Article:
Human rights defenders acting against discrimination, often at great personal risk to both themselves and their families, are being recognized and acclaimed on this day. Human rights defenders speak out against abuse and violations including discrimination, exclusion, oppression and violence. They advocate justice and seek to protect the victims of human rights violations. They demand accountability for perpetrators and transparency in government action. In so doing, they are often putting at risk their own safety, and that of their families.
Some human rights defenders are famous, but most are not. They are active in every part of the world, working alone and in groups, in local communities, in national politics and internationally.
For more information, visit www.ohchr.org
Student Activities• Before Human Rights Day itself, ask students to work in class groups to establish their understanding of human rights. Approaches could include: class or group brainstorms; use of stimulus material, e.g. newspaper clippings; presentations by students or the teacher on the articles of the Human Rights Act or on the United Nations Convention on the Rights of the Child; or students doing research using internet or printed resources. • Groups discuss whether they should focus on one particular human right or on human rights more generally. Encourage students to use ranking exercises, e.g. Diamond nines, voting, surveying opinion, to decide which issues to explore further. • Ask groups of students to discuss types of activity, e.g. assemblies, displays, workshops, presentations, guest speakers, and appropriate audiences, e.g. their own year group, other year groups, parents, pupils from other schools. • Summarise preferred topics, types of activity and target audiences/participants.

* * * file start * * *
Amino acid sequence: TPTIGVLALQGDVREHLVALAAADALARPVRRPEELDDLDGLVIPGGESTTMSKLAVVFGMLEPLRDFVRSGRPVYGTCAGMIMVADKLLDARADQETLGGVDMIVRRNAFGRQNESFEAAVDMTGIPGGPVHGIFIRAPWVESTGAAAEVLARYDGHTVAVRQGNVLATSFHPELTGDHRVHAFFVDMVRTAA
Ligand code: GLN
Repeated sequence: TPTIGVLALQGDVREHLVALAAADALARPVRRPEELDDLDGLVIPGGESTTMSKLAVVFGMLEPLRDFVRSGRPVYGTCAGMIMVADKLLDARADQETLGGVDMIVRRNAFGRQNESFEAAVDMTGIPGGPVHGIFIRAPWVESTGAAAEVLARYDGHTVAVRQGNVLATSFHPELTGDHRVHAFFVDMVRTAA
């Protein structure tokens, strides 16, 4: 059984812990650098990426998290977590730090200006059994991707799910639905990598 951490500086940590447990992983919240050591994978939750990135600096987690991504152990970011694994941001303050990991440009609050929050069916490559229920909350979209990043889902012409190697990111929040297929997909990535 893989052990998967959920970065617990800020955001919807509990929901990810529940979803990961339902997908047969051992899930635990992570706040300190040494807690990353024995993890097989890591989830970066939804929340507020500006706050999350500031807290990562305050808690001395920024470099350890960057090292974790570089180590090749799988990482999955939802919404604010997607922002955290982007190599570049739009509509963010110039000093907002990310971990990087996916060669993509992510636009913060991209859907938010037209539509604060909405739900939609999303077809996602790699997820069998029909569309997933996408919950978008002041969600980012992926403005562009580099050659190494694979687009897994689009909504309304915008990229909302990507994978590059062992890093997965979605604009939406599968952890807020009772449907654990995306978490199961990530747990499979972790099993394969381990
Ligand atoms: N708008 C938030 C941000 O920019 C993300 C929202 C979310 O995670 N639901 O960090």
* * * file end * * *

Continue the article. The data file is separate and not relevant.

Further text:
Human Rights Scenario in Pakistan
The ‘Friends of Pakistan’ group, which includes the US, the UK and the UN, is key in the international community's drive to promote stability. The US has adopted a joint ‘Af-Pak’ (Afghanistan and Pakistan) strategy in order to suppress the insurgency and defend its national security interests. This strategy seeks engagement with the government and the military intelligence communities, develop civilian and democratic governance, for instance through the provision of services and support in ‘cleared areas’ in FATA and Khyber-Pakhtunkhwa, and increasing assistance including direct budget support, development aid and support with counter-insurgency work. The UK equally sees an opportunity to counter instability and militancy through a combined military and 'hearts and minds' approach, through judicial, governance and security sector reform. The UNDP/WFP takes a similar line.
Yet the success of this approach is by no means clear, as both the government and society at large are not welcoming of foreign interference. USAID takes into account political as well as humanitarian dimensions in its decision making process.
For more information, visit www.hrcp-web.org